Retiree costs come calling

City plan calls for $550K payment in 2025 for retiree health care

News Photo by Steve Schulwitz Alpena Department of Public Works employee John Nye strings Christmas lights on a tree downtown on Monday.

ALPENA — After being denied a waiver from having to submit a corrective action plan to the state for its underfunded retiree health care plan, the Alpena Municipal Council voted Monday to approve the six-year plan that will push payments toward the plan to balloon over the coming years.

Submitting a plan to the state is not the end of the world, however, as now the city has 30 years to become compliant.

The city hopes to do it in a fraction of that time — in six years.

City Manager Greg Sundin said the Michigan Department of Treasury has already reviewed the plan and is prepared to sign off on it because council approved it and the accompanying resolution.

Currently the city has only about $1.5 million in the fund, which equates to the benefits being only 25.72 % funded. That means that, if all current and future benefits were claimed today, the city could only pay for about one out of four retirees.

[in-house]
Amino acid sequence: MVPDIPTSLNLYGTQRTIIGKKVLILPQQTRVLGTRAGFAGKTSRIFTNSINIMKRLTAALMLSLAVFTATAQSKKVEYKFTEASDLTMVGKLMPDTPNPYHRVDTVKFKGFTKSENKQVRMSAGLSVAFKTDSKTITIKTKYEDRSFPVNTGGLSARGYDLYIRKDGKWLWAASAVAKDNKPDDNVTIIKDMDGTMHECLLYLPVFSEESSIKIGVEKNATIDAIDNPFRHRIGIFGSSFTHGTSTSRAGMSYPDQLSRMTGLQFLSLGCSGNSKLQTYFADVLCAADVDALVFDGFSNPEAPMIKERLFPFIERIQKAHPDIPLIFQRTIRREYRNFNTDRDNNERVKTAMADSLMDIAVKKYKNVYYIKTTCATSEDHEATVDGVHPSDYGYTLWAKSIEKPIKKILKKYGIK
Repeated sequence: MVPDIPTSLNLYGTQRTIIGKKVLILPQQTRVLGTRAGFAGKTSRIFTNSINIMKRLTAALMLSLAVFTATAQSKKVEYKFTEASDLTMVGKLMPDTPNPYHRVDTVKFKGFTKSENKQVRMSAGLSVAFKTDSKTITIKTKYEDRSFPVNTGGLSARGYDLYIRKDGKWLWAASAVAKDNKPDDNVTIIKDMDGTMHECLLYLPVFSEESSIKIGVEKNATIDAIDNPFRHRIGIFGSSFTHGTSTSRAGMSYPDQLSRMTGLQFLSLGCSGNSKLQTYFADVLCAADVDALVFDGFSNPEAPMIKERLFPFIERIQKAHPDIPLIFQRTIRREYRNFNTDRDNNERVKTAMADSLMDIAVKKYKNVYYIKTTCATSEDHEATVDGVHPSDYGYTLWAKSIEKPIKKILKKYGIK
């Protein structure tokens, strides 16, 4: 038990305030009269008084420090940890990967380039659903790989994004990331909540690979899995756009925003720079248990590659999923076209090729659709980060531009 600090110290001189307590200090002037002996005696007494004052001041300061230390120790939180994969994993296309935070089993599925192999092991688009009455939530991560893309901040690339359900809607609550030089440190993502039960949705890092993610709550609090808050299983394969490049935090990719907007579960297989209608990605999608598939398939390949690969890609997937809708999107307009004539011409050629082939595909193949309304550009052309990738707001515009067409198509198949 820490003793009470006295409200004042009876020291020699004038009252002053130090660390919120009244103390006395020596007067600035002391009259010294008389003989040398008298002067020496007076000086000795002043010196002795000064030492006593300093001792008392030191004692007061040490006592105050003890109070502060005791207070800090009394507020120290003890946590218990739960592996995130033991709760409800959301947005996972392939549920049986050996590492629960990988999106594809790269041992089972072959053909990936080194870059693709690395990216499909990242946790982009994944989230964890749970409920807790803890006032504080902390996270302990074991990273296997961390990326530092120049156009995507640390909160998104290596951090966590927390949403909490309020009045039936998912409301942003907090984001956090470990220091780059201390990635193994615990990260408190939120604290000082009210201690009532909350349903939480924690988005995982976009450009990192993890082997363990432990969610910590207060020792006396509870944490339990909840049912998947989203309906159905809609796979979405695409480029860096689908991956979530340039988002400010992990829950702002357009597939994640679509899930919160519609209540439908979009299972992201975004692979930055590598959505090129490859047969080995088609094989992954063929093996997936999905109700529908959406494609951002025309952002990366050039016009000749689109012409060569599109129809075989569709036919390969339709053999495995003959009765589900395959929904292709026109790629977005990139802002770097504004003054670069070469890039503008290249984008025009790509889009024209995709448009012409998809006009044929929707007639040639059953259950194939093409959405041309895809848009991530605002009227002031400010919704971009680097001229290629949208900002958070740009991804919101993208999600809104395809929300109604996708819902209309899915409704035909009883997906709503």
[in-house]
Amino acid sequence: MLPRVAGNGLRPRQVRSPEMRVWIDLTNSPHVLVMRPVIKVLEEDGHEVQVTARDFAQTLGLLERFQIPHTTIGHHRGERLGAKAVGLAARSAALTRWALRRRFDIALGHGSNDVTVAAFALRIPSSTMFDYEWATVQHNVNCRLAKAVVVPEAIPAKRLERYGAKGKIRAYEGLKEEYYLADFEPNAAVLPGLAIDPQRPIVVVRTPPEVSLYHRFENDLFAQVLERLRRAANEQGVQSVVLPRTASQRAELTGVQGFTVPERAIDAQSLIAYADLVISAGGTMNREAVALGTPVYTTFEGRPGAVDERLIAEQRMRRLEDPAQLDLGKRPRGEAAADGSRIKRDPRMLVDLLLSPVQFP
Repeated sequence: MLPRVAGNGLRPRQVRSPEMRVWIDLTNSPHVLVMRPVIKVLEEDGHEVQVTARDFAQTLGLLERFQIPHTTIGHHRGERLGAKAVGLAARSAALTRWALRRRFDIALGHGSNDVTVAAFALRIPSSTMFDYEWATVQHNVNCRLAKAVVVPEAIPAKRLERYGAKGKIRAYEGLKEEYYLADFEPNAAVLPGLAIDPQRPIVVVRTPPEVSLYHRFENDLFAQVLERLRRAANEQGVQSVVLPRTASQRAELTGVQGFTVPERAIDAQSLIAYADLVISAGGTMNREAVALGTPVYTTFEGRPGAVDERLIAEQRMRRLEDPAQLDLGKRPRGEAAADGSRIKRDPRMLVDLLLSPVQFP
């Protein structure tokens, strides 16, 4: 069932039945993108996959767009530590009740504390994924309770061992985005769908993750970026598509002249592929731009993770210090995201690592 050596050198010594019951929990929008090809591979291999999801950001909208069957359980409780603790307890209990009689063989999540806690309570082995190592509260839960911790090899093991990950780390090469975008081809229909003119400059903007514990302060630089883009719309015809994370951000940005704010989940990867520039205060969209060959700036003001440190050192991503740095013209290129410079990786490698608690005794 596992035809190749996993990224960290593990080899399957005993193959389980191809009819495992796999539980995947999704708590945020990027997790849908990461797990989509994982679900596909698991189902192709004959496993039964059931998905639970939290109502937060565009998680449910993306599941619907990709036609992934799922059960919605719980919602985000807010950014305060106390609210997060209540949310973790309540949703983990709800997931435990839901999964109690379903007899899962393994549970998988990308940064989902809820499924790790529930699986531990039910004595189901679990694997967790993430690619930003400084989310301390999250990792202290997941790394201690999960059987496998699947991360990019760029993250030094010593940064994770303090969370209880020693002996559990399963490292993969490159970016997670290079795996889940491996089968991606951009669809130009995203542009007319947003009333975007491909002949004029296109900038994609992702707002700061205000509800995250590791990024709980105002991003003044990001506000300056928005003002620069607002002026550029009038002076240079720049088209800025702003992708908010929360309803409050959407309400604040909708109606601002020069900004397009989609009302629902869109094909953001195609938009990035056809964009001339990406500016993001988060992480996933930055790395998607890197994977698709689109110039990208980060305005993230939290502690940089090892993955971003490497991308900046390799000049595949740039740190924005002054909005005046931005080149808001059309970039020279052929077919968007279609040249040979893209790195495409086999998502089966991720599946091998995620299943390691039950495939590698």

In the fiscal year 2018-19, the city allocated $277,023 to the fund and $371,340 from the 2019-20 budget.

The plan to the state will include a continued increase in the annual allocation, which includes $413,928 for next fiscal year.

In the final year of the plan, in fiscal year 2024-25, the city will deposit $549,160 into the fund and be 46% funded, which meets the state’s benchmark and ensures the city is in compliance.

Clerk/Treasure Anna Soik said the city has no choice and was forced to submit the corrective action plan.

“It is going to be a huge kick in the shorts, but this is something that we have to put in place, whether we want to or not,” Soik said. “We have 30 years to do it, but we are trying to get ahead of it. Once we get to 40 % funded, the state will stay off our back.”

The deposit amounts that will have to come from general fund are significant, and Soik said she wasn’t sure if the city will be locked into those amounts when the plan is filed, or if the state could be lenient if some of the payments come in below what the plan says.

“I don’t know how strongly the state is going to hold us to those numbers,” she said. “I think a lot of it is they want a plan, adopted by council, and has it in writing that we are doing what we can.”

Steve Schulwitz can be reached at 989-358-5689 at sschulwitz@thealpenanews.com. Follow him on Twitter @ss_alpenanews.com.


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